Flu deaths are a family affair

January 9th, 2008 - 2:33 pm ICT by admin  


London, Jan 9 (ANI): In a new study on flu deaths, researchers at the University of Utah in Salt Lake City found that blood relatives of flu victims were more likely to die than non-relatives, and that the risk was greater the more closely related the people were.

The findings are based on a study, in which Lisa Albright and her colleagues looked at death certificates and family records going back 100 years, reports New Scientist.

During the study, they found that nearly 5000 people were reported to have died of flu, 2000 of them in the 1918 pandemic.

Their findings further revealed that blood relatives of flu victims were more likely to die than non-relatives, even during different flu outbreaks, and the risk was greater for those who were more closely related.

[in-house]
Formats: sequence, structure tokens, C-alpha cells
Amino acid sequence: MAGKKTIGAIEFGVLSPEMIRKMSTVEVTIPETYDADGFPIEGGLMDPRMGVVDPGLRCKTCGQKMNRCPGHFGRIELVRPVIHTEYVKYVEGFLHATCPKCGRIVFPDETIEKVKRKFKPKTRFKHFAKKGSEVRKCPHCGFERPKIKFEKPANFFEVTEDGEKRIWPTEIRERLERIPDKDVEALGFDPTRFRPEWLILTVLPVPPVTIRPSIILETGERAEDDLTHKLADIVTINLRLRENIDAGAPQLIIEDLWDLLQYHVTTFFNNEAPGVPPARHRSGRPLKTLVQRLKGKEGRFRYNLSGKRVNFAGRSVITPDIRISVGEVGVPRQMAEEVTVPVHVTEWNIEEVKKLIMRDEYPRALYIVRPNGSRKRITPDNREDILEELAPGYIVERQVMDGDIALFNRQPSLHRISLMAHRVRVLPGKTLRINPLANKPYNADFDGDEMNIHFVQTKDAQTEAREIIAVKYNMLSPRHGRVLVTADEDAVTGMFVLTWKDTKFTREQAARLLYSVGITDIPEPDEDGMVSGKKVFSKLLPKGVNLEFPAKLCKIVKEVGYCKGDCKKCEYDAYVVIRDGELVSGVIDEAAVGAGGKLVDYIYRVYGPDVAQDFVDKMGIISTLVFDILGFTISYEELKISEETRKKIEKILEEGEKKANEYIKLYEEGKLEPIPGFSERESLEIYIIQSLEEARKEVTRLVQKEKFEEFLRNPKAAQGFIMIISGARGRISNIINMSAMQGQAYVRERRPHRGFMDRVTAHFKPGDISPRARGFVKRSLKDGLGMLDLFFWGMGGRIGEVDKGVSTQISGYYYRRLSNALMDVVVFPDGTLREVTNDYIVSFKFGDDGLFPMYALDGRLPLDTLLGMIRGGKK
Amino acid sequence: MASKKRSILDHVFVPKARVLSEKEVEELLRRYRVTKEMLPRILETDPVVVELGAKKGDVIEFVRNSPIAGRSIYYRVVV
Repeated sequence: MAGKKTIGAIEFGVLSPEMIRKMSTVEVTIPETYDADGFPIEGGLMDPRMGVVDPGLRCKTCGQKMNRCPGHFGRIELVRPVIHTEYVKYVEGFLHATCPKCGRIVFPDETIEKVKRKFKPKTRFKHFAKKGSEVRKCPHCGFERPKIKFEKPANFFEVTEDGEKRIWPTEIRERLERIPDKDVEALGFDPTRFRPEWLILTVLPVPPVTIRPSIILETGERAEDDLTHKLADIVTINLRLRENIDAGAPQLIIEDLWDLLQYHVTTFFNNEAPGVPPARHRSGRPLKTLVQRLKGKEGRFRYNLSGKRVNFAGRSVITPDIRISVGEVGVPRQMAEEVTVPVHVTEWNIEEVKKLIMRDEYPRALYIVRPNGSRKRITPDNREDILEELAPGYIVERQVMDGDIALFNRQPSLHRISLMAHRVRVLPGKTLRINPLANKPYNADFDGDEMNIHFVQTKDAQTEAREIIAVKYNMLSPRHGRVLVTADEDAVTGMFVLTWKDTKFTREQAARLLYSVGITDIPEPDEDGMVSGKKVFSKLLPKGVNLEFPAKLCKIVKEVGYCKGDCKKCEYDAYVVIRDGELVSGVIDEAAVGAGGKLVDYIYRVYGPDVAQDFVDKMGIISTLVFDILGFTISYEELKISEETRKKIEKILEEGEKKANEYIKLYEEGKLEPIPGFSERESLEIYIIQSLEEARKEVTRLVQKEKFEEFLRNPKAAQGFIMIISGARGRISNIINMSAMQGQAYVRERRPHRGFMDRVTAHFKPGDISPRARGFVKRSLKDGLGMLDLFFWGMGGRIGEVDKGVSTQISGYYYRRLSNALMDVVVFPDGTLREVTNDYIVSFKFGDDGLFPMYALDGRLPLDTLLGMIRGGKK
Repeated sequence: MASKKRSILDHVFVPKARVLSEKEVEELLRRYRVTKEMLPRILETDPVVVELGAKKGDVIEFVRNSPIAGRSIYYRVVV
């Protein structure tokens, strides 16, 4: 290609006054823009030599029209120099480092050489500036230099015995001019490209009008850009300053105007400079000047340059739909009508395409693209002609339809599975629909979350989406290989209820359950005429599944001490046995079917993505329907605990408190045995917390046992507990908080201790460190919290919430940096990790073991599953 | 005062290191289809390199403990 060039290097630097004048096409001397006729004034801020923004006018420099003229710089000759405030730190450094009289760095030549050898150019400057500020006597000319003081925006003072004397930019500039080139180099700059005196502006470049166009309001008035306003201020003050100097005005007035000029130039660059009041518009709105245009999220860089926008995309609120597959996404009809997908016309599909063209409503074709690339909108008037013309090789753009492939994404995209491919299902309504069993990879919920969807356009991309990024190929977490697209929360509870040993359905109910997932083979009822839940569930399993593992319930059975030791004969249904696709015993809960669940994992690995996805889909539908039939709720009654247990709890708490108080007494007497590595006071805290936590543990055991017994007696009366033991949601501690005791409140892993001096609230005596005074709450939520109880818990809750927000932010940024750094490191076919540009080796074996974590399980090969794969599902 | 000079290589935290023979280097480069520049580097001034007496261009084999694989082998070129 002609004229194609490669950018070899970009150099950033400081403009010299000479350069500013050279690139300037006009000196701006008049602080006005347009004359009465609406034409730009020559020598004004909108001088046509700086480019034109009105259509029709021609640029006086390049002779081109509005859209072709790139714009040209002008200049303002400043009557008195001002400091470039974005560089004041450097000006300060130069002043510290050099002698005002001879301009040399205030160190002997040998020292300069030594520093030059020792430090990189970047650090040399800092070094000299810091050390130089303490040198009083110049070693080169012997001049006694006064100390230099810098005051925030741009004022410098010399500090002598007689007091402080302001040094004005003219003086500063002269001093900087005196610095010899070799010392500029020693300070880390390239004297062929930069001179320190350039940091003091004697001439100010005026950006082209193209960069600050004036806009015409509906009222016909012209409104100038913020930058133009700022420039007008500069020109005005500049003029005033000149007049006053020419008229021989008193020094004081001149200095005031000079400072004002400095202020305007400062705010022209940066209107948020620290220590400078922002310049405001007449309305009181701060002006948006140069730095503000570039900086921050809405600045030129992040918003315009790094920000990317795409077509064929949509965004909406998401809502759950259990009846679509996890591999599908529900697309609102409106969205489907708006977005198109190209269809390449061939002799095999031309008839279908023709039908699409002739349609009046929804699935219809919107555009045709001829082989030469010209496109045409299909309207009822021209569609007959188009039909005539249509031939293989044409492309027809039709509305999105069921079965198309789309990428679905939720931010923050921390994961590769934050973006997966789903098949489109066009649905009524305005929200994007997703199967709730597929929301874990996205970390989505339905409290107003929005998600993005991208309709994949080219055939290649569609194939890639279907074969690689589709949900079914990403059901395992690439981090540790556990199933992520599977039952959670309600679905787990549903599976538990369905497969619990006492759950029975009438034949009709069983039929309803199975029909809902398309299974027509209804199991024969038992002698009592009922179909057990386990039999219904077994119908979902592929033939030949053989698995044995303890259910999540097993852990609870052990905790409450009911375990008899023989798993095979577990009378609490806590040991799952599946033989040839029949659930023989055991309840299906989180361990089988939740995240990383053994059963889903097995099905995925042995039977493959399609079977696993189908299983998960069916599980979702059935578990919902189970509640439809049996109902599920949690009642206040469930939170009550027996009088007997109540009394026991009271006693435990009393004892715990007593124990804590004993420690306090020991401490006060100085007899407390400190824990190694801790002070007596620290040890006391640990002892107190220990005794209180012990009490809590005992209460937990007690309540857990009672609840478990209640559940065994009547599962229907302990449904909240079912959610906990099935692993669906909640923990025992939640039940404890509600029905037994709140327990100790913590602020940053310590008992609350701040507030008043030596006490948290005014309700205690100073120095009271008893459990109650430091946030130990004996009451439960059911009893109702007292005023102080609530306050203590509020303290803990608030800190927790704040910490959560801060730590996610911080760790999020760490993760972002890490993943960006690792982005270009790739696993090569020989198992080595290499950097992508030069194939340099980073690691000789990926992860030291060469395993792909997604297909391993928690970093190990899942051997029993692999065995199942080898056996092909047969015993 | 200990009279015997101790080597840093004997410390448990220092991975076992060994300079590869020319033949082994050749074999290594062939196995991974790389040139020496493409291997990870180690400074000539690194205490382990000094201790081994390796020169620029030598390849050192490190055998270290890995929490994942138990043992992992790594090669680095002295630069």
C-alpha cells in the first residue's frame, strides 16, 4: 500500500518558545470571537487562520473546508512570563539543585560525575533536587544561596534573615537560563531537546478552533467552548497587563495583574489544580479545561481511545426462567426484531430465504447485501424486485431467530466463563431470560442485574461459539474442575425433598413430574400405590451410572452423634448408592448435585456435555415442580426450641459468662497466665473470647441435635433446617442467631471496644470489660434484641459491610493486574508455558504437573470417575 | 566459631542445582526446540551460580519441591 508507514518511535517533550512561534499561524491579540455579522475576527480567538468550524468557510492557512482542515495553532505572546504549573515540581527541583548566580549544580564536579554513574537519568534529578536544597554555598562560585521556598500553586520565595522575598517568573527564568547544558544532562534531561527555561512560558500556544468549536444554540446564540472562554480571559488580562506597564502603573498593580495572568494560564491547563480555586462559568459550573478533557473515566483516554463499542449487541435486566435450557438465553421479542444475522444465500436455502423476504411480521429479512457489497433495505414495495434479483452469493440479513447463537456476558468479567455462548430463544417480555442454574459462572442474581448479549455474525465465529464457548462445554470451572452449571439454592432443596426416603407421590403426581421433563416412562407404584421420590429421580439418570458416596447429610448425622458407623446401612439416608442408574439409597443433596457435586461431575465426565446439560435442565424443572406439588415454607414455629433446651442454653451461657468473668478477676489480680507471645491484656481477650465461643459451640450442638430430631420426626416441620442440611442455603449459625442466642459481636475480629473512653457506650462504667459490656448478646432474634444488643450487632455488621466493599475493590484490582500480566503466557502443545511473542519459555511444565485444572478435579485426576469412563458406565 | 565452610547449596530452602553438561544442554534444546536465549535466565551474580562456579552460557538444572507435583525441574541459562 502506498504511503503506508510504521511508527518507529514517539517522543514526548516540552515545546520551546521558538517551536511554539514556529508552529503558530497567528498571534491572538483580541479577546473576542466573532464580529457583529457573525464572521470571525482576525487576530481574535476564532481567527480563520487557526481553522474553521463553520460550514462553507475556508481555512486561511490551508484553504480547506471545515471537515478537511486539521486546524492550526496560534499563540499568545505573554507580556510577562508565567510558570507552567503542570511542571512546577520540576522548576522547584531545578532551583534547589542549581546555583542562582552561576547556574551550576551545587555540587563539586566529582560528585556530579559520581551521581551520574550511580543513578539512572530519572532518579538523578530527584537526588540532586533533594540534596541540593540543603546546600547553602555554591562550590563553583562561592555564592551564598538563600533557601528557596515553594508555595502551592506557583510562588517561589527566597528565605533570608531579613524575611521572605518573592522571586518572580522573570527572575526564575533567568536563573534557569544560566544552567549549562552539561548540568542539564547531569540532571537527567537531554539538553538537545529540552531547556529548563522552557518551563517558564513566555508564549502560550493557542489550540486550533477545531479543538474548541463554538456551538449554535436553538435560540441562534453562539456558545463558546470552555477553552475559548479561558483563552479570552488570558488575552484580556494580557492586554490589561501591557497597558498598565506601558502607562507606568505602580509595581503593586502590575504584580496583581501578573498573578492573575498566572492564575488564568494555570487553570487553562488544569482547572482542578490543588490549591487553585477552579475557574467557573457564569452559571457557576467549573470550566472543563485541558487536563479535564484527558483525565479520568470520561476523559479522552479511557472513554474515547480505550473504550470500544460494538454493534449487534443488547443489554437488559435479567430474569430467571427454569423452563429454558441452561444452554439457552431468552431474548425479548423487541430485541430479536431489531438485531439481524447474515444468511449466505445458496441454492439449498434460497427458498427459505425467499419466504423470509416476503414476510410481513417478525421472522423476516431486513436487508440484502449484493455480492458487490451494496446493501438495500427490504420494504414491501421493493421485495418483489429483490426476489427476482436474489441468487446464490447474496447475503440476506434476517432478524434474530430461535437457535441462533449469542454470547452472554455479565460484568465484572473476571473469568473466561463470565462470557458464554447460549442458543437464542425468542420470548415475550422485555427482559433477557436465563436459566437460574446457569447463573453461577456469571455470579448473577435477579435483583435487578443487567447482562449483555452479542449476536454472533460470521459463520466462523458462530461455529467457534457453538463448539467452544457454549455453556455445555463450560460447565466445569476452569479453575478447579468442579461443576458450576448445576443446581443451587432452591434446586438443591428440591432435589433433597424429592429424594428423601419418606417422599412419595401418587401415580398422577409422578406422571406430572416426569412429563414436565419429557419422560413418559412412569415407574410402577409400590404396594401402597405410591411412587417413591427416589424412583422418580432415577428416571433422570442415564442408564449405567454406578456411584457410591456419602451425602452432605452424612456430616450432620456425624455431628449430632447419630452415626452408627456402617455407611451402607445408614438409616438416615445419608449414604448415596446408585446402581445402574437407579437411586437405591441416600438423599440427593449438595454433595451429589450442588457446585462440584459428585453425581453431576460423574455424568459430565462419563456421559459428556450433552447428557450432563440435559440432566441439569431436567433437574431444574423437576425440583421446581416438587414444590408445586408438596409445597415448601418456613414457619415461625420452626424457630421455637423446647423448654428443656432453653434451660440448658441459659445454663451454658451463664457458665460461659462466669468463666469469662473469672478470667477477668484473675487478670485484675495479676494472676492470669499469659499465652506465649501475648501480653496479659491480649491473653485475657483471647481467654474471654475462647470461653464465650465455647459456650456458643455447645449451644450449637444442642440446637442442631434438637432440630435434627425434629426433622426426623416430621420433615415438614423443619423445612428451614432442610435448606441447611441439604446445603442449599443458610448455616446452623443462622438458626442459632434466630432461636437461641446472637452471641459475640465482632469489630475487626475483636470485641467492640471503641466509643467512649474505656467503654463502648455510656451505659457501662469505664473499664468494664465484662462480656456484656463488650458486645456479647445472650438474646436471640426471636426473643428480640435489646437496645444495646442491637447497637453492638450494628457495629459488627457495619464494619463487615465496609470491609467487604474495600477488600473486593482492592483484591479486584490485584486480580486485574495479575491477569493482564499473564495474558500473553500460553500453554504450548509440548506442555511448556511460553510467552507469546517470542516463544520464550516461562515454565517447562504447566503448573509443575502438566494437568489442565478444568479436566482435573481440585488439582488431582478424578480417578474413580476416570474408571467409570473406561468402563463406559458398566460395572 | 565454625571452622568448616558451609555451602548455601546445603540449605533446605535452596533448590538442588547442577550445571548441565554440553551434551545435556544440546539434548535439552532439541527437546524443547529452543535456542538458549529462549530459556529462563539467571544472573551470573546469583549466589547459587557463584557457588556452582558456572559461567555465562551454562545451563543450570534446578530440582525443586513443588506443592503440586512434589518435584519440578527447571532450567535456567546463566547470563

They found that siblings were 74 per cent more likely to die of flu than unrelated people, and blood uncles and first cousins of flu victims were 22 and 16 per cent more likely.

Even victims’ spouses were also more likely to die, probably because they lived in the same house.

However, relatives of the spouse were not at increased risk, though they probably visited the household as often as the victim’s relatives.

According to researchers, the study suggests a genetic component.

Now, the team is tracking relatives of people who died recently to see if they too are at increased risk, and if flu vaccination helps.

The study is published in the Journal of Infectious Diseases. (ANI)

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